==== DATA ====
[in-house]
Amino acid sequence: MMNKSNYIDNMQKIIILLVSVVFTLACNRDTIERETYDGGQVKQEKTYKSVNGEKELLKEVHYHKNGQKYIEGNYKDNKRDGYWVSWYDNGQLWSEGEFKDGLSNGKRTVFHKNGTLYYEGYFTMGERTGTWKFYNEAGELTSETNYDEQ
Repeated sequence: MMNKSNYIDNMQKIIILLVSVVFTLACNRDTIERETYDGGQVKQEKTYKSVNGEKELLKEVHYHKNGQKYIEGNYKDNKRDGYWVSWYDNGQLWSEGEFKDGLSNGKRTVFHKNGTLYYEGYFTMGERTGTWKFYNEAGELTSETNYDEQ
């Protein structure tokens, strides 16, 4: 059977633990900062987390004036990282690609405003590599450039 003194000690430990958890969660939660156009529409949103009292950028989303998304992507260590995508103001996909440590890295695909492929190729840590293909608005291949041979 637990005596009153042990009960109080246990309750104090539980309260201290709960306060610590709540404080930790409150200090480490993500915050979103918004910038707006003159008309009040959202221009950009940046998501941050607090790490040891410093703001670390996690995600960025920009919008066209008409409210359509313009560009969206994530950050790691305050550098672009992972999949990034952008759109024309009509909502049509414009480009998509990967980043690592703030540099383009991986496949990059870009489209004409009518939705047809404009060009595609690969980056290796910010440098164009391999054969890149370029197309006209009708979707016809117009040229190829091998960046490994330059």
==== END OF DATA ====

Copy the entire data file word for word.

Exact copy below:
[in-house]
Amino acid sequence: MMNKSNYIDNMQKIIILLVSVVFTLACNRDTIERETYDGGQVKQEKTYKSVNGEKELLKEVHYHKNGQKYIEGNYKDNKRDGYWVSWYDNGQLWSEGEFKDGLSNGKRTVFHKNGTLYYEGYFTMGERTGTWKFYNEAGELTSETNYDEQ
Repeated sequence: MMNKSNYIDNMQKIIILLVSVVFTLACNRDTIERETYDGGQVKQEKTYKSVNGEKELLKEVHYHKNGQKYIEGNYKDNKRDGYWVSWYDNGQLWSEGEFKDGLSNGKRTVFHKNGTLYYEGYFTMGERTGTWKFYNEAGELTSETNYDEQ
């Protein structure tokens, strides 16, 4: 059977633990900062987390004036990282690609405003590599450039 003194000690430990958890969660939660156009529409949103009292950028989303998304992507260590995508103001996909440590890295695909492929190729840590293909608005291949041979 637990005596009153042990009960109080246990309750104090539980309260201290709960306060610590709540404080930790409150200090480490993500915050979103918004910038707006003159008309009040959202221009950009940046998501941050607090790490040891410093703001670390996690995600960025920009919008066209008409409210359509313009560009969206994530950050790691305050550098672009992972999949990034952008759109024309009509909502049509414009480009998509990967980043690592703030540099383009991986496949990059870009489209004409009518939705047809404009060009595609690969980056290796910010440098164009391999054969890149370029197309006209009708979707016809117009040229190829091998960046490994330059």